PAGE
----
Step 1: Disassembly
Once the halves were separated (photo 1), I carefully pried the clock hands free (photo 2), and un-clipped the remains of the neon light tube (which was broken, of course).
Next, I flipped the base over and removed the old clock motor and gear assembly and the transformer for the neon light (photo 3.
Step 2: Identifying the problem(s)
The clock motor could be replaced with a quartz motor, but replacing the neon tube would cost much more than the clock was worth. So, I took a slightly different approach in replacing it.
Step 3: Replacing the clock motor & light
To replace the circular light, I first considered replacing it with a fluorescent circular light. After all, the neon tube was 12 inches in diameter and 12 inch circular fluorescent tubes are readily available (along with ballasts), but I was concerned that the fluorescent light would be much too bright for the clock. So, I took another path.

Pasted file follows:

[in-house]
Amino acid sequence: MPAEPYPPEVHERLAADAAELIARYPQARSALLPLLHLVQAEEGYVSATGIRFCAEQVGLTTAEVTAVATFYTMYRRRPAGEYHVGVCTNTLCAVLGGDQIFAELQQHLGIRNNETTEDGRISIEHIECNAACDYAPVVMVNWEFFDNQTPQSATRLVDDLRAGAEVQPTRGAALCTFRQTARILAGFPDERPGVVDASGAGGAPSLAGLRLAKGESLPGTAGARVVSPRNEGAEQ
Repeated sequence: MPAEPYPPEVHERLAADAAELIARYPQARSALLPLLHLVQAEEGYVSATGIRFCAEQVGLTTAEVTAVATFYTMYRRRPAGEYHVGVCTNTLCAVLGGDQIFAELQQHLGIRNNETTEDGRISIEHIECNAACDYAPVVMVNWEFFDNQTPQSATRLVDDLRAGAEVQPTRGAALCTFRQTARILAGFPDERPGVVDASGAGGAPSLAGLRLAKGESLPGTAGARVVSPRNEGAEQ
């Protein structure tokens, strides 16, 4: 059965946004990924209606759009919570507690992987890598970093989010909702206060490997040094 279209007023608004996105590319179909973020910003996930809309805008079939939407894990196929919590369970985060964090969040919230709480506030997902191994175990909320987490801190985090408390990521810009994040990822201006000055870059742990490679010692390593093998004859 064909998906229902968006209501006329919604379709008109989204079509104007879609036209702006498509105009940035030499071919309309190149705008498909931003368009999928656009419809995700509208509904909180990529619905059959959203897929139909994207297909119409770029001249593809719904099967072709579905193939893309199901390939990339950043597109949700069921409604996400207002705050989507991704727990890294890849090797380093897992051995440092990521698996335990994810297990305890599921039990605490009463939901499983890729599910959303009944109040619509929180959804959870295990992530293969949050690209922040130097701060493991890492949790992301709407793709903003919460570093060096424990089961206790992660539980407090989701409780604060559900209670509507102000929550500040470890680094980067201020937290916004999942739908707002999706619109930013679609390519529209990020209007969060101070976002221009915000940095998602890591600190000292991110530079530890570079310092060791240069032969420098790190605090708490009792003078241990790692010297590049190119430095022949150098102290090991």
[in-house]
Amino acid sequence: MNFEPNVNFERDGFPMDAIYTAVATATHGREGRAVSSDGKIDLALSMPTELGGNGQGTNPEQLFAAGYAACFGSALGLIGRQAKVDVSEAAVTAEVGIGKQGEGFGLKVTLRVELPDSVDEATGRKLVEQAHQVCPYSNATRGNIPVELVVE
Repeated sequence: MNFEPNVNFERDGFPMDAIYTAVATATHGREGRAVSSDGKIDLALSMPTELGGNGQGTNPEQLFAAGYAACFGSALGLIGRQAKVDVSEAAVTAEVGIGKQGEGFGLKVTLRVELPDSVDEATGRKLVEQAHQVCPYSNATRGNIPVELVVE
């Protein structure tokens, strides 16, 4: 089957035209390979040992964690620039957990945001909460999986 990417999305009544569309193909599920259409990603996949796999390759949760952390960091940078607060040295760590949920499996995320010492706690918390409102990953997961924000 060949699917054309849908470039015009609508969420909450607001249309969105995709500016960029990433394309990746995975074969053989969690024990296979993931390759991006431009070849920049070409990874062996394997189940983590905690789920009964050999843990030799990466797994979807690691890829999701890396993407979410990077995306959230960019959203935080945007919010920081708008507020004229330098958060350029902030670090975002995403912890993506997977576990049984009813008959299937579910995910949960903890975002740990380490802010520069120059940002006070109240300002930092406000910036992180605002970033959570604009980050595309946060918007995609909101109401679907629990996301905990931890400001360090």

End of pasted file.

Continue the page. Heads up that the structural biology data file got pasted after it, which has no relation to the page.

I found a 3 foot rope light that just happened to fit inside the case by making two complete loops (photo 2). This would provide sufficient light to read the clock dial, but not so much that it would be blinding.
Photo 3 shows the new clock motor installed along with the rope light and power cord coming out of the back side of the clock base.
Step 4: Cleaning the case
The latex paint removed easily with dried latex paint remover. The oil based paint, however, required tedious scraping with a razor blade. After all paint was removed, I polished the case with a metal polish.
Step 5: Putting it back together
The total cost of repairing this old clock was $5 for the quartz clock motor and $8 for three feet of rope light. The tools and supplies used were minimal: a screwdriver, pliers, scraper, razor blade, and some metal polish.
As you can see from the photo, I apparently finished this project at exactly 5:14, just in time to get cleaned up for the evening meal!